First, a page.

And once upon a time, compliance costs for XBRL were a nuisance (especially for smaller filers), without much upside because the technology was still finding its footing. Those days are gone. Today compliance is well integrated into your normal SEC filing routines with providers like Donnelley Financial Services, Merrill, or Workiva. The costs will fall even further as Inline XBRL goes mainstream, since that will eliminate the need to prepare and file a separate set of XBRL-tagged exhibits.
All that makes Section 411 seem quaint, another knee-jerk anti-regulatory impulse from a knee-jerk anti-regulatory voice. If Hensarling looked up his history, he would discover that a crucial proponent of XBRL adoption was former SEC chairman Christopher Cox in the 2000s—who previously served in Congress as a leader of, you guessed it, the House Financial Services Committee.
The good news is that no such language ever crept into regulatory reform proposals in the Senate, which (good lord) passes for the grown-ups in Washington these days. The Senate Banking Committee will lead whatever regulatory reform we do see, and neither chairman Mike Crapo, R-Idaho, nor ranking Democrat Mark Warner, D-Va., have shown any interest in XBRL repeal.
Behind the Scenes
XBRL enthusiasts might have seen that regulators are stepping up their attention lately to XBRL’s success. For example, a crucial step in making XBRL work is the annual taxonomy of GAAP terminology published by the Financial Accounting Standards Board: the dictionary that connects GAAP terms to XBRL tags. Well, last week FASB published an invitation to comment on the efficiency and effectiveness of its taxonomy.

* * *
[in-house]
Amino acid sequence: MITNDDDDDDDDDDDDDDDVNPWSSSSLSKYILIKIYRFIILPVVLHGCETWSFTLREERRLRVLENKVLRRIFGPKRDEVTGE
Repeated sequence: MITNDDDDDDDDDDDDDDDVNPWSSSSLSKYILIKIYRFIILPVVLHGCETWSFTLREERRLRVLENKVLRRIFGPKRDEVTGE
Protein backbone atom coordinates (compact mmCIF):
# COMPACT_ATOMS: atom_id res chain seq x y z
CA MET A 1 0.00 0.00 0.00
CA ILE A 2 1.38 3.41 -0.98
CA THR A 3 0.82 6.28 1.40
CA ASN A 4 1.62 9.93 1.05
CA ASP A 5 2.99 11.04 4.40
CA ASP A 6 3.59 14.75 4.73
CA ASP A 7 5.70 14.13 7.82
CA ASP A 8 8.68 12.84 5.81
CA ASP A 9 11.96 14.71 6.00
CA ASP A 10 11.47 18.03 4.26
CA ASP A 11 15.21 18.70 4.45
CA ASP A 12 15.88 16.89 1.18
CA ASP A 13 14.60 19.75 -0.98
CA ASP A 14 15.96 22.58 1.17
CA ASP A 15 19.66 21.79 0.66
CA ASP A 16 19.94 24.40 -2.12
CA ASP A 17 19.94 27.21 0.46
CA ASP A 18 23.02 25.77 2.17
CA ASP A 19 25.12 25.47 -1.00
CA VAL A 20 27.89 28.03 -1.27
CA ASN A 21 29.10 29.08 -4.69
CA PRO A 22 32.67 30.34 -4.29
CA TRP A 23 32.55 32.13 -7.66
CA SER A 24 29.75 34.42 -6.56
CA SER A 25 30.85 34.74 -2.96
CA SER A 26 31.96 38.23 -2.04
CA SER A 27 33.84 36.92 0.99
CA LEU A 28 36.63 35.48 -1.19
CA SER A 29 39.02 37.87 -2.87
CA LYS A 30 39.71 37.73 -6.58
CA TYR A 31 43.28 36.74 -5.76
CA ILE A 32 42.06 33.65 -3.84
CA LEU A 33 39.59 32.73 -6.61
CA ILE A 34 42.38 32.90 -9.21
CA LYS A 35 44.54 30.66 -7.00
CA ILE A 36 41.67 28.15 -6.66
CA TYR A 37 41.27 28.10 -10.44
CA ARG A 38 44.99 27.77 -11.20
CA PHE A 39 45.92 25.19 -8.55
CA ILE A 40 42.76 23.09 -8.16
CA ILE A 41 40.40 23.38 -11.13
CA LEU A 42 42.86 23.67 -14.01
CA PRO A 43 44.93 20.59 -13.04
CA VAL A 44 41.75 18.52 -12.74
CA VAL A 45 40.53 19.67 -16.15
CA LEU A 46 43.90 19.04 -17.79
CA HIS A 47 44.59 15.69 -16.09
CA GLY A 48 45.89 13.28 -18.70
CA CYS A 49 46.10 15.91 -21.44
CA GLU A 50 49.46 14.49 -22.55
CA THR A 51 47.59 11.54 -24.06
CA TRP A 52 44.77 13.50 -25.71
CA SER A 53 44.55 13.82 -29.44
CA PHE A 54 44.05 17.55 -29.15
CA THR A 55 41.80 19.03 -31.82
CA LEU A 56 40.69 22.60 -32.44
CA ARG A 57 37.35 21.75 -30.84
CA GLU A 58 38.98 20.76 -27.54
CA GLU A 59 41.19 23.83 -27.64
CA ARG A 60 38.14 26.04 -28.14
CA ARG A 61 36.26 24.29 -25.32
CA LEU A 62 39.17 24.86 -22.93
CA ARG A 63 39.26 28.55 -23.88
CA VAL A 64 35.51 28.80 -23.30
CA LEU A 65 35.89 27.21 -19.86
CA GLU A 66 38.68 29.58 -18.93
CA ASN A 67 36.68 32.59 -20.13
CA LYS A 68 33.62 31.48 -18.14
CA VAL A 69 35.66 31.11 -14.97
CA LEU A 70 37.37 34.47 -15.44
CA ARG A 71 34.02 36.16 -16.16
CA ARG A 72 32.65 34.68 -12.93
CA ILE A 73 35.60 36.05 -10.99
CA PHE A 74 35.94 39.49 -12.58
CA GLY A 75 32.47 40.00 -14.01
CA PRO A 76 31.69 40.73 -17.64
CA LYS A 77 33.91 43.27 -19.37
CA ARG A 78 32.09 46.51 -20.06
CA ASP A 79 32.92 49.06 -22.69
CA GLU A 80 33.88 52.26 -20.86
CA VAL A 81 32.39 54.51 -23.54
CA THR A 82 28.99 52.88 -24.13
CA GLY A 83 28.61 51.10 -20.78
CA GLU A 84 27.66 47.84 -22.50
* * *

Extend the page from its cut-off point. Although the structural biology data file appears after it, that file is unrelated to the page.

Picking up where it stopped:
Meanwhile, the SEC is rumored to be scrutinizing how it uses XBRL in its own operations, and how efficiently the technology drives its analytics for possible enforcement actions or SEC comment letters on your filings. The SEC also wants to make more progress eliminating errors in XBRL exhibits; errors are still a nagging concern, even if error rates today are far lower than they were in early years of XBRL compliance. And we can’t discount Piwowar’s push for Inline XBRL, which is the biggest boost to XBRL efficiency of all.
One might almost think the SEC is preparing a major cost-benefit analysis—in case, say, staffers in the Senate Banking Committee wanted some evidence of XBRL’s usefulness, to whack down House Republicans once legislation gets close to a final deal. Or perhaps Piwowar and new chairman Jay Clayton will dispatch their own minions to Congress, to convince Republicans there not to make hash of a regulation that actually works.
Indeed, I also can’t help but notice an escape hatch Hensarling included in Section 411: a provision at the end saying Section 411 can be repealed if the SEC demonstrates, through a rather onerous analysis, that XBRL’s benefits to issuers outweigh the costs. That repeal still couldn’t happen until at least three years after the Financial Choice Act became law (if ever), and another part of Hensarling’s proposal would make those cost-benefit analyses almost impossible to achieve—but hey, the escape hatch is there.
The best outcome would be that the Senate ignores Hensarling’s bill, and moves forward with legislation that leaves XBRL in place. Thankfully, the statisticians who analyze these things estimate that Hensarling’s bill has only an 11 percent chance of passage. Here’s hoping that estimate is just the beginning, and Hensarling’s bad idea goes quietly into the night.